Part 7 – Glacier Country – Chile
March 26, 2009
Dateline: Santiago, Chile
Latitude at Santiago South 33.25, Longitude 70.33 West
Today we left Buenos Aires, Argentina to fly to Santiago Chile, a distance of 710 miles. In Chile, we will join 7 other couples for a 10 day trip, with 3 of them joining us at the airport in Buenos Aires for our 10:30 a.m. flight. Our route took us over the highest peak in South America, called Mt. Aconagua at 22,831 feet above sea level. The mountain itself is on the border between Argentina and Chile, but the actual peak is in Chile. We arrived at 11:45 a.m. in the same time zone as Eastern Daylight Time. Upon arrival we had to pay what they call a reciprocity fee of $134 per person. It seems they are charging US citizens the same fee that the US charges Chileans to enter the US. I don’t know who started it, but that’s the way it was so we paid up, grabbed our luggage and headed for the bus to the Santiago Sheraton where we would meet the rest of the group, most of whom had arrived overnight from Atlanta in the wee hours. The exchange rate is 550 pesos to the dollar and we cashed in a few hundred dollars to tide us over.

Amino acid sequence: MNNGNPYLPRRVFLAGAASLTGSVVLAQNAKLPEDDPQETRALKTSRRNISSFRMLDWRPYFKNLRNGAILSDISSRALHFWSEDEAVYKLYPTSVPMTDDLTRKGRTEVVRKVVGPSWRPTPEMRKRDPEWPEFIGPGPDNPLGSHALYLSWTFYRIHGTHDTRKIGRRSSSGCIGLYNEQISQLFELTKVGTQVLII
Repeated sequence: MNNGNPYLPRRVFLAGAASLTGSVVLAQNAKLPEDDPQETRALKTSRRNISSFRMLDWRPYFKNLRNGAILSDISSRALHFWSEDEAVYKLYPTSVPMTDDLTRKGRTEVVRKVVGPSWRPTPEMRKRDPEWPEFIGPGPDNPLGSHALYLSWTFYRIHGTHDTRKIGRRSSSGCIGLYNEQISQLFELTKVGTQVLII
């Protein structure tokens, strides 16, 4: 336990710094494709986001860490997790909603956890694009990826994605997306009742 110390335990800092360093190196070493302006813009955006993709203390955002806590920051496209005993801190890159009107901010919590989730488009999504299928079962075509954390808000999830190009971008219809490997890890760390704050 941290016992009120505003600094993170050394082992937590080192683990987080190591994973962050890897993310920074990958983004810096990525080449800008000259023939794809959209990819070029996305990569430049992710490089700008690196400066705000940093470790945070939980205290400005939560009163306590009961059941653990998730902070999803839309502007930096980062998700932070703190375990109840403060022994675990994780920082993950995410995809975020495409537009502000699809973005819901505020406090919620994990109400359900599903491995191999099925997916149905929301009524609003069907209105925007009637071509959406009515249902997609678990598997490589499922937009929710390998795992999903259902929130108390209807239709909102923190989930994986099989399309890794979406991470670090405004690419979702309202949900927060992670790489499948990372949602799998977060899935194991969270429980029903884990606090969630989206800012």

Chile is famous for remote places such as the Atacama desert, the Tierra del Fuego (land of fire), and remote islands such as Easter Island, which is 1,240 miles from the mainland. There are also closer in remote places such as the Juan Fernandez Islands where there really was a shipwreck and a marooned man, after whom Robinson Crusoe was patterned. There are vast wildernesses in Patagonia and the Andes, dotted with hot springs and volcanoes in a number of national parks. Adventure opportunities abound here from mountain climbing to surfing. Chile is known for its exports of wine, fruit, and seafood. The widest point of the country is only 221 miles, but the length is 2,700 miles. It has 2,085 volcanoes, of which 55 are active, along with countless glaciers. It has 12 great lakes on the Andean plateaus and 1,000 island archipelagos